“What the World Needs Now Is Love” inspired an extensive collection of cover versions. In 1971, L.A. disc jockey Tom Clay combined the song with “Abraham, Martin, and John,” popularized by Dion, and clips from speeches by John F. Kennedy, Robert F. Kennedy, and Martin Luther King, Jr. along with news coverage of their assassinations for a surprise top 10 pop hit. In 2016, an all-star group of Broadway vocalists performed “What the World Needs Now Is Love” in a protest against gun violence. They also released a recording under the name Broadway for Orlando to raise funds in support of the victims of the Orlando nightclub shooting.

Watch Video

Dionne Warwick – “Alfie” (1967)

Courtesy Scepter

Burt Bacharach has mentioned “Alfie” as his personal favorite composition. He and Hal David were approached to write a theme song for the film Alfie. They agreed to submit a song if they could come up with something of high quality in three weeks. Lyricist Hal David was provided a script from the film, and the line, “What’s it all about” is borrowed from the lead character in the movie.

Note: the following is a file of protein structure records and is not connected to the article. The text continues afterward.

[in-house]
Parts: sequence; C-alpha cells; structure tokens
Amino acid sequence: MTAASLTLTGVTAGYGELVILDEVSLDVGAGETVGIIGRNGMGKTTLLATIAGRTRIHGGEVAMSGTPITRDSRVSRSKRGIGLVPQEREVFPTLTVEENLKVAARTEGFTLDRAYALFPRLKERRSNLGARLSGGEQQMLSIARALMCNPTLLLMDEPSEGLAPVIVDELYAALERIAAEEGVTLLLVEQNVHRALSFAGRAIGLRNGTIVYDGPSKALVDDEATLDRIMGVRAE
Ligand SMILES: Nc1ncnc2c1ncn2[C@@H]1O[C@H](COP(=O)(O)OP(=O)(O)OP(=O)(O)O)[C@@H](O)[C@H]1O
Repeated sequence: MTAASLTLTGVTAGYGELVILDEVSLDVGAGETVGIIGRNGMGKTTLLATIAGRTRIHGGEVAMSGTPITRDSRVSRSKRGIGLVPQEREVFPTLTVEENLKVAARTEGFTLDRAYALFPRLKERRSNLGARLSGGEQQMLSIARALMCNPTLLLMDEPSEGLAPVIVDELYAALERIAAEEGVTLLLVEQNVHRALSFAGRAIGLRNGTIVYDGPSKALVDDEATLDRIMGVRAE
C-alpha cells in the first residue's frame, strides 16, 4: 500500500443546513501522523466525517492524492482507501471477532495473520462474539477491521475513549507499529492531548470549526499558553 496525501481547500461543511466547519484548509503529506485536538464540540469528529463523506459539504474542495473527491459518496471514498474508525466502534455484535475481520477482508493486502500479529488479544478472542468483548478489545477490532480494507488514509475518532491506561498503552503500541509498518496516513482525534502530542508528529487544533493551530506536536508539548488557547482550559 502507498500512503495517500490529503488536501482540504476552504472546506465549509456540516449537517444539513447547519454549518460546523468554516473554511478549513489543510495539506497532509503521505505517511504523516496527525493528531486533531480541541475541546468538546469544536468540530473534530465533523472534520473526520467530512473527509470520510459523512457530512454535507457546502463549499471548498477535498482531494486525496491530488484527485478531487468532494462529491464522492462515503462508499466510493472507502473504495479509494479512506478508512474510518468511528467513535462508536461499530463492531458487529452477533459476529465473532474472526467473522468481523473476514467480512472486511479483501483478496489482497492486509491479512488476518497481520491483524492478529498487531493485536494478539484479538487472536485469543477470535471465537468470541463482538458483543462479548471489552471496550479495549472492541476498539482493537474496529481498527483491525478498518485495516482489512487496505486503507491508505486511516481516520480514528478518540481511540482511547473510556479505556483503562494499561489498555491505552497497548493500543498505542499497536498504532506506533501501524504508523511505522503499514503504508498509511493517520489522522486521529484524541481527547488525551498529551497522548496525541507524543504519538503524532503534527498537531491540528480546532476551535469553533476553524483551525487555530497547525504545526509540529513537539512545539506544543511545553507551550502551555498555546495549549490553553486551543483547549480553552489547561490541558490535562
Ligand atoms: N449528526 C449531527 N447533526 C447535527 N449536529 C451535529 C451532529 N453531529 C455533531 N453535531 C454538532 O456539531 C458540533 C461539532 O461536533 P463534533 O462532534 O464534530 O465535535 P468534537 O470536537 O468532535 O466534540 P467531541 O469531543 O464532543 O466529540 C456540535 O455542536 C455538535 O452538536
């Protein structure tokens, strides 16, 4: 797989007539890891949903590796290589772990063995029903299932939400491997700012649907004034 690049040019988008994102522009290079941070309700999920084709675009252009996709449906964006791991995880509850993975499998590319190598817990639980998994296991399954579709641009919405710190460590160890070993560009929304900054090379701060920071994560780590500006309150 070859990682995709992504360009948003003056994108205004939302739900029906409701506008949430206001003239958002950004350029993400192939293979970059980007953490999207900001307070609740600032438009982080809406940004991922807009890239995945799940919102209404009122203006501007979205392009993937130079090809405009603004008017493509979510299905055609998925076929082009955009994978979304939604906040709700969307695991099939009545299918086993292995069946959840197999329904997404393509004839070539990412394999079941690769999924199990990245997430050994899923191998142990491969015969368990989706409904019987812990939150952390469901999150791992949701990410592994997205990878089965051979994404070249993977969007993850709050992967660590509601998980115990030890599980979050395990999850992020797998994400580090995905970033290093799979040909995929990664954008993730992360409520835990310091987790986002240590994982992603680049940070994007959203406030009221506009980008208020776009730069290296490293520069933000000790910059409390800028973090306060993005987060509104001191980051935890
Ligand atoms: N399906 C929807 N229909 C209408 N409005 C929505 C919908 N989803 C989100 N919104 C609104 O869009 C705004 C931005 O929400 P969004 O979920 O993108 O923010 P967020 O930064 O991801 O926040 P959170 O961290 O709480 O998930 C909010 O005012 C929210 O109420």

For the release of Alfie, a British film, executives decided that the song should be recorded by a British singer. They selected Cilla Black, and she agreed on the condition that Burt Bacharach would create the arrangement himself and play piano on the recording. The production was overseen by George Martin, known for his work with the Beatles;  The song hit the top 10 on the pop singles chart in the U.K. in 1966. For the U.S. release of the film, Cher recorded a version, and it became a minor top 40 pop hit.